The Windows 10 Technical Preview shouldn't require activation, but it is a preview release, so not everything goes as planned. In my testing, upgrading an installation of Windows 8.1 Enterprise resulted in this prompt:


The solution was to look in the MSDN download area, where a product key is included in the product description (not in the product key field), with the text revealing that it's "for mitigation purposes." If you've installed the Technical Preview from the Windows Insider site, go back to the ISO download page to see the product key.

Enter the new product key on the activation screen and you should be back in business.If that fails, you may need to use an elevated command prompt to change the key using the slmgr.vbs -ipk command.

Can I uninstall Windows 10?

Upgrading a PC to Windows 10 leaves the recovery partition for a Windows 8.1 PC intact. As long as you don't remove that partition, you should be able to roll back if you want to.

Windows 7 does not have a Windows-standard reset mechanism, so there's no easy way to ensure a safe rollback from the Windows 10 upgrade. It might be possible, but for safety's sake you should create an image backup for use in the event of problems.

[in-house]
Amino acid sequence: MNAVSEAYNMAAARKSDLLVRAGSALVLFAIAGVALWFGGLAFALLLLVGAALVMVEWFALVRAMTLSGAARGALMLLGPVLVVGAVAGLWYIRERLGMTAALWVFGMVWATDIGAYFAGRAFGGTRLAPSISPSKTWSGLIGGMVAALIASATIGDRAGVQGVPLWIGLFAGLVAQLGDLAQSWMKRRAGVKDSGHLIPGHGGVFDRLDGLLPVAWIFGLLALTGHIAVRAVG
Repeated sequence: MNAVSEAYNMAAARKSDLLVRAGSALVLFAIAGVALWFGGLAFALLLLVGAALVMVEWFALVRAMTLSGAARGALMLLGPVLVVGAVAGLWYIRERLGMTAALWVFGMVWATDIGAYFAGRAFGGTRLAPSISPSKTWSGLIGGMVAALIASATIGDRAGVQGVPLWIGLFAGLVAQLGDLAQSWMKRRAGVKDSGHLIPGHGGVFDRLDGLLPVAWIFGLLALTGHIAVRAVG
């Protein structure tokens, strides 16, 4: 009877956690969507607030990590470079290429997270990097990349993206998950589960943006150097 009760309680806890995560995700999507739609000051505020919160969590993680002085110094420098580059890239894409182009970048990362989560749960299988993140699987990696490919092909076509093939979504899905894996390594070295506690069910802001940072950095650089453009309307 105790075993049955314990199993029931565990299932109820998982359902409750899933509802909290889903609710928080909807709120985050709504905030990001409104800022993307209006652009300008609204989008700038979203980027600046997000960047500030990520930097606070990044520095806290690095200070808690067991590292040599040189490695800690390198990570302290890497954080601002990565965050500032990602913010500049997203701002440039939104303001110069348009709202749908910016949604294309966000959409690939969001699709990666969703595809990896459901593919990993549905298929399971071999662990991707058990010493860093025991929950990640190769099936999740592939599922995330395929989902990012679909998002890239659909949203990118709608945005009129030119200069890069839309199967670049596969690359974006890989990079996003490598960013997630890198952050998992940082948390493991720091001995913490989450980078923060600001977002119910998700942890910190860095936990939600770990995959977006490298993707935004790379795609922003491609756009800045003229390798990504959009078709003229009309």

Does Windows 10 really include a keylogger?

Short answer: No. Longer answer here.

What are the keyboard shortcuts for working with Windows 10 virtual desktops?

Try these:
  • Create a new desktop: Windows key + Ctrl + D
  • Switch to previous desktop: Windows key + Ctrl + Left arrow
  • Switch to next desktop: Windows key + Ctrl + Right arrow
For this release, there's no way to save virtual desktop configurations.

Why is it called Windows 10 instead of Windows 9?

Microsoft's official responses to this question have been almost comically vague. It's reminiscent of the decision to abandon the Metro name, which was also never explained in a satisfactory way .

So we're left to speculate, and my best guess is that choosing the number 9 would imply that Windows 10 is just around the corner, followed by 11, 12, and so on. That's a recipe for delay, as customers play a "watch and wait" game.

One (unlikely) theory speculates that assigning 9 as a version number could wreak havoc with old versions hard-coded to search for Windows 95 or 98 version strings.

It's more likely, though, that the name is about branding. This really is the last big release of Windows, with future updates coming in incremental form. As a brand name to stick with for the long term, Windows 10 is numerologically satisfying, almost ... perfect.

Or, alternatively, there's the "dad humor" explanation: Seven ate nine.